writing on durable material. The art is called epigraphy. Modern inscriptions are made for permanent, monumental record, as on gravestones, cornerstones, and building fronts; they are often decorative and imitative of ancient (usually Roman) methods. The only current use of inscriptions that has no accepted substitute, the marking of graves, is also the oldest continuous use. The first writing was probably universally executed on hard materials, mainly stones (rough or hewn), clay (often marked when wet), metal, bone, and ivory. When light materials like paper were developed, it was possible to distinguish between writing for temporary use and permanent recording, and epigraphy became restricted.
For the history and examples of epigraphy, see histories of appropriate cultures, countries, languages, literatures, and periods of art. See also calligraphy.
Outside Western history, epigraphy was of importance in two independent civilizations—in the remarkable art of the Maya, Toltec, and Aztec cultures (see pre-Columbian art and architecture), and in China. Also notable is the exotic mid-Pacific epigraphy of Easter Island. The earliest Chinese inscriptions are on pottery (c.2500 B.C.) and bronze (c.1500 B.C.), and there are later writings on bone and tortoise shells. Dating from the classical period, before 200 B.C., are odes on great stone drums found in Shaanxi. The invention of paper (c.A.D. 100) ended the role of epigraphy in China. The bilingual inscriptions near Orkhon contain minor Chinese texts as well as the oldest known Turkic material.
The Hindus used palm leaves for writing early in their history, and their inscriptions do not record the older forms of their language. The most important are Prakrit inscriptions of Aśoka (3d cent. B.C.). The first Sanskrit inscriptions date from some centuries later.
The course of Western epigraphy begins in Mesopotamia and on the Nile. The Mesopotamian writing, cuneiform, was invented c.4000 B.C., probably by the Sumerians. It was created for writing on sun-dried brick. This combines durability with lightness and contrasts favorably with all other epigraphic materials in convenience of making and handling. It thus anticipates some of the merits of paper (see Babylonia; Assyria; Hittites; Elam; for notes on examples of epigraphic treasure-troves, see Uruk; Lagash; Nineveh; Nippur; Susa; Tell el Amarna; Boğazköy).
An Eastern congener of Mesopotamian epigraphy is found in the seal inscriptions on faience and ivory (c.3000 B.C.) at the archaeological sites of the Indus valley civilization. Long after, in Persia, the Achaemenids revived cuneiform writing in an altered form; their chief monument is the Behistun Inscriptions (c.500 B.C.) of Darius I.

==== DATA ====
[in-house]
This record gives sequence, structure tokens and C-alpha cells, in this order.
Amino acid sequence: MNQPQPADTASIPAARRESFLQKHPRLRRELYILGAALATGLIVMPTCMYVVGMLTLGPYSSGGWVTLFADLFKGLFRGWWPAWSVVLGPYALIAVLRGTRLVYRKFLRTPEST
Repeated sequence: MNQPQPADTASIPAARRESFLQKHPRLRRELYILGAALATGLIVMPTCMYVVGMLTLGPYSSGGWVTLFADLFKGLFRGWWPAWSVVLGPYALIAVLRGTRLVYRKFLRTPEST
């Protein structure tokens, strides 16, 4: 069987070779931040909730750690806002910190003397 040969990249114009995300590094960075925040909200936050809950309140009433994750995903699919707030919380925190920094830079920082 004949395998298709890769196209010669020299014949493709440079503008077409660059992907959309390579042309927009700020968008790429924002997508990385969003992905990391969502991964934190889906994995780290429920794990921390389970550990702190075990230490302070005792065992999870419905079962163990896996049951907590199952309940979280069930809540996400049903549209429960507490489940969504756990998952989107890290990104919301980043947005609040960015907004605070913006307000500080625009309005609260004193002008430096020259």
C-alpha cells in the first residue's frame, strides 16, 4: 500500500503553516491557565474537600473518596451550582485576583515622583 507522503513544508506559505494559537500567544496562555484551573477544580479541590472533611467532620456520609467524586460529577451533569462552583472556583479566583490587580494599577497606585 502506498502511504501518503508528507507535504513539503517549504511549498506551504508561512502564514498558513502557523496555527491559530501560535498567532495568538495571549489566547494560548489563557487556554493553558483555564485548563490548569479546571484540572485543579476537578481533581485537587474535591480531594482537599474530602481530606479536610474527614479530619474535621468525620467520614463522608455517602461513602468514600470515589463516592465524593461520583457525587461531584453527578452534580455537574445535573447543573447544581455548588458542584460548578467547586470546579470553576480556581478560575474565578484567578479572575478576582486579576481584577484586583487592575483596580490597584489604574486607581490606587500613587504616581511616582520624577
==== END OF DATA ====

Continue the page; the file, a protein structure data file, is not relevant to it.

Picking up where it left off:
In Egypt the hieroglyphic epigraphy had a parallel development. From the I dynasty (4th millennium B.C.), inscriptions of the Nile present a grand panorama of history, past the age of the pyramid to the XII dynasty, heyday of hieroglyphic writing, then to the New Empire, with the splendid rock inscriptions at Thebes. Egyptian epigraphy lost its vitality more from the development of papyrus than from the downfall of the kingdom. Its influences are found everywhere in the Arabian peninsula in inscriptions of the 1st millennium B.C.; examples are the Moabite stone, Phoenician stones and coins, inscriptions near Damascus, and the Himyaritic writing of Yemen (see Sheba).
In the Mediterranean, the earliest epigraphy of Greek culture appears in Aegean civilization and Minoan civilization. In Cyprus there are inscriptions of many ages, cuneiform and Greek writing side by side. From the expansion of Greece through the course of Roman history, epigraphy flourished everywhere, and inscriptions are literally innumerable. Among the older Greek inscriptions are those on vases, coins, votive offerings, statues, and the like. In addition, there are accounts of expenditures in temples, annals (e.g., the Parian Chronicle on Páros), codes of laws (at Gortyna), decrees, bookkeeping accounts, lists of citizens, ostraca (see ostracism), and many graffiti (wall scribblings; see graffito).
Greek influence was, of course, decisive in Italy, first in the inscriptions of the Etruscan civilization. There are also many inscriptions in Italic languages, notably the Iguvine Tables. Latin epigraphy began with religious documents, but by the end of the republic it was touching every phase of life. Contemporary with the late republic there was a Celtic epigraphy in Gaul, at first in Greek letters. However, the chief Celtic inscriptions are in the ogham writings of the Christian era. The Germanic runes are another European alphabet used in inscriptions.
Latin epigraphy extended in time far beyond the Roman Empire. The stoneworkers of Christianity adapted the old forms, first in the catacombs, then in churches. Modern monumental inscription is in the same tradition, but materially renovated by the neoclassicism of the Italian Renaissance.
Epigraphy is the study of texts written on durable materials, such as bronze, glass, and stone, with the exceptions of coins and gems, which have th
In a public oration held in San Giovanni in Laterano in-May 1347, the self-proclaimed tribune of the Roman people Cola di Rienzo tried to persuade h
Significant developments in cuneiform occurred during the so-called Early Dynastic period (2900 BCE to 2370 BCE). Early Dynastic cuneiform texts are